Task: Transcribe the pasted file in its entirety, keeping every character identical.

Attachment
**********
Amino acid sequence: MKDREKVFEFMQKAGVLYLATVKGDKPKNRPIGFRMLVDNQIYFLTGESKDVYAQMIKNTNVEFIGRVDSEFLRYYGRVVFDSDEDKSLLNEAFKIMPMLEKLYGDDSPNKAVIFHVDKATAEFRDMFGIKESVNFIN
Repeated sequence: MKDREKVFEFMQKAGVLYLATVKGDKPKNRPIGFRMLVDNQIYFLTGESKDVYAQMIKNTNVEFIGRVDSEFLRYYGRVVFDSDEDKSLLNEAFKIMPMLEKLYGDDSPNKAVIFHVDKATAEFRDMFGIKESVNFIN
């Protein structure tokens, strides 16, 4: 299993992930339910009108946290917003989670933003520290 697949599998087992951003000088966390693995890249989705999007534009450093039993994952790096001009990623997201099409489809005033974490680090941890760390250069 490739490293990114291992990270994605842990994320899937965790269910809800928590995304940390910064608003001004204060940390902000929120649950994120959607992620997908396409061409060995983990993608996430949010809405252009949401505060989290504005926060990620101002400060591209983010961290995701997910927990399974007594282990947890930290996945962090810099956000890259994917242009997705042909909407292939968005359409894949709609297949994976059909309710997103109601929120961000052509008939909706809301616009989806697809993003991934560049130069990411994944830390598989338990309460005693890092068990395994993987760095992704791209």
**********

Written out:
Amino acid sequence: MKDREKVFEFMQKAGVLYLATVKGDKPKNRPIGFRMLVDNQIYFLTGESKDVYAQMIKNTNVEFIGRVDSEFLRYYGRVVFDSDEDKSLLNEAFKIMPMLEKLYGDDSPNKAVIFHVDKATAEFRDMFGIKESVNFIN
Repeated sequence: MKDREKVFEFMQKAGVLYLATVKGDKPKNRPIGFRMLVDNQIYFLTGESKDVYAQMIKNTNVEFIGRVDSEFLRYYGRVVFDSDEDKSLLNEAFKIMPMLEKLYGDDSPNKAVIFHVDKATAEFRDMFGIKESVNFIN
């Protein structure tokens, strides 16, 4: 299993992930339910009108946290917003989670933003520290 697949599998087992951003000088966390693995890249989705999007534009450093039993994952790096001009990623997201099409489809005033974490680090941890760390250069 490739490293990114291992990270994605842990994320899937965790269910809800928590995304940390910064608003001004204060940390902000929120649950994120959607992620997908396409061409060995983990993608996430949010809405252009949401505060989290504005926060990620101002400060591209983010961290995701997910927990399974007594282990947890930290996945962090810099956000890259994917242009997705042909909407292939968005359409894949709609297949994976059909309710997103109601929120961000052509008939909706809301616009989806697809993003991934560049130069990411994944830390598989338990309460005693890092068990395994993987760095992704791209």